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Parents and teachers advocating for virtual learning at Dearborn Public Schools as omicron surges

Local chiropractor gives tips on setting up virtual learning workspace for kids
Posted at 7:22 AM, Jan 19, 2022
and last updated 2022-01-19 07:22:34-05

DEARBORN, MI (WXYZ) — The debate on whether students should be learning virtually or in person is causing tension in some metro Detroit communities.

Administrators in Harper Woods put a pause on face-to-face instruction and now frustrated parents are speaking out.

This comes as new data shows a serious uptick in positive COVID-19 cases in children. According to the American Academy of Pediatrics, nearly one million children have tested positive for COVID-19 just last week.

In Dearborn, kids are still going to school but some teachers don't think it's safe. A group of parents and teachers started an online petition asking for Dearborn Public School leaders to shut down in-person learning.

The petition listed low vaccination rates, lack of COVID protocols, and burnt-out staff as just some of the reasons why the district should temporarily go virtual.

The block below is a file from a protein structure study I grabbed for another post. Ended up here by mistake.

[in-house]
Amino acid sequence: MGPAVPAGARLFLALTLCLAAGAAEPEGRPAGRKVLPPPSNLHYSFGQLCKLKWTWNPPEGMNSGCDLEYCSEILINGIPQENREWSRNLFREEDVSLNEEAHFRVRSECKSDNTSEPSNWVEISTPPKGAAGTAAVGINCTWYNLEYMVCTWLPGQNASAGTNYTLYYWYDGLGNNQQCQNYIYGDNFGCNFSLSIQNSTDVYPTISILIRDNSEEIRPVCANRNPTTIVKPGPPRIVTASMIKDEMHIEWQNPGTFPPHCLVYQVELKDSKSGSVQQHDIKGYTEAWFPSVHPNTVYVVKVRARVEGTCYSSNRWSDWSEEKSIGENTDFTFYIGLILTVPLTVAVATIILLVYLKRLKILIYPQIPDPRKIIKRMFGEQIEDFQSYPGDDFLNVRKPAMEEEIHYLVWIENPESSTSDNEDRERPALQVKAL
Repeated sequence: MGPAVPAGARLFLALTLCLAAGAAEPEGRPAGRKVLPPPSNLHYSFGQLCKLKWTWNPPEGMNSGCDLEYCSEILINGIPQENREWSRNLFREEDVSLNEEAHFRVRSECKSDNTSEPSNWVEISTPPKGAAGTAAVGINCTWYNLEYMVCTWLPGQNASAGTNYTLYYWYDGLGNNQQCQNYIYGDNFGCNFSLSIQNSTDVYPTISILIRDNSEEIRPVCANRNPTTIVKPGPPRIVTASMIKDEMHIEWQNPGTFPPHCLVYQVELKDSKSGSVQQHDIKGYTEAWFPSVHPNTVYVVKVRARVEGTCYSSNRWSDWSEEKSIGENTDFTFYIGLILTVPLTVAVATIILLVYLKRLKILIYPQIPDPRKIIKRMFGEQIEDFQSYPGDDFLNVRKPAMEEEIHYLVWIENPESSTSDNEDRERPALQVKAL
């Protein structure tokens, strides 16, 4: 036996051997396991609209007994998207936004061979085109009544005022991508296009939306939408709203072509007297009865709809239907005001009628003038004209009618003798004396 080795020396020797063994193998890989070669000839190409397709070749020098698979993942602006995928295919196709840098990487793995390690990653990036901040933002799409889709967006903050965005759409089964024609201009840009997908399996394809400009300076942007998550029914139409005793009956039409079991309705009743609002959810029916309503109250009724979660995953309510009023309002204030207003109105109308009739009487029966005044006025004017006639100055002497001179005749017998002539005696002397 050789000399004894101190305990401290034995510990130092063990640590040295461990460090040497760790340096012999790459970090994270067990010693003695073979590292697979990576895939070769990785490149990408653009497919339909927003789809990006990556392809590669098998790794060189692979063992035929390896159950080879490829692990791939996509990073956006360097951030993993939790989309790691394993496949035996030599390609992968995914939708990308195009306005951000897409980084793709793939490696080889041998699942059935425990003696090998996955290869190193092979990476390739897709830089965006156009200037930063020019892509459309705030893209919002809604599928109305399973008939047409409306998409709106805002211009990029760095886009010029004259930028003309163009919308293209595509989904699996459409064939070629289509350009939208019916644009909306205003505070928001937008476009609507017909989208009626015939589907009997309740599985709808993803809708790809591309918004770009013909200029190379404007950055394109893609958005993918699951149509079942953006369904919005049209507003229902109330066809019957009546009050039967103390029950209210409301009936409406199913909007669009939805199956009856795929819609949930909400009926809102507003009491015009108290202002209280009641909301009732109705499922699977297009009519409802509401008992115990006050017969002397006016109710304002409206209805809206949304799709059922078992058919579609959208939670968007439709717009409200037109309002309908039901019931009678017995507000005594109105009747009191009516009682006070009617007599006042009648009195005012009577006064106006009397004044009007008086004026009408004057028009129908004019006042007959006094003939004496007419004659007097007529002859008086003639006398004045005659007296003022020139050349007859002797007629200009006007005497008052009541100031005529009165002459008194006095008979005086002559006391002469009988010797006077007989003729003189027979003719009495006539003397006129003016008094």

"The spread of Omicron is so rapid that we have, in the past two weeks, I had 20 to 30 percent of students at any given time," teacher at Fordson High School Joseph Sicheneder said.

Sicheneder says covid has wiped out more than half of his class. Students are either infected or were exposed to the virus. He says it's clear learning face to face is a liability.

"We want to try and minimize the amount of spreading that can happen in schools because schools are such a large gathering place," he said.

The ninth-grade biology teacher is an advocate for safe working conditions. He's made this apparent at a recent school board meeting.

"We are exhausted, stressed," he said during the meeting. "And feel the district doesn't have our safety in mind."

He and other teachers started an online petition hoping district leaders will pause face-to-face instruction. A not-so-popular decision that was made in Harper Woods.

"My son was almost in tears when he found out he had to go back online," one mom said.

Harper Woods Superintendent Steven Mcghee says they are waiting for the current surge to peak before they bring students back.

"We were originally supposed to come back, but we decided to go a couple more days," he said. "We know that the contagious is still rapid."

Something Sicheneder and Mcghee see eye to eye on.

But some parents at Harper Woods say their kids need to be learning in a classroom.

"Don't make these kids suffer," Harper Woods parent Christie said.

Superintendent Mcghee says he will update parents before the end of the week on whether they will remain virtual.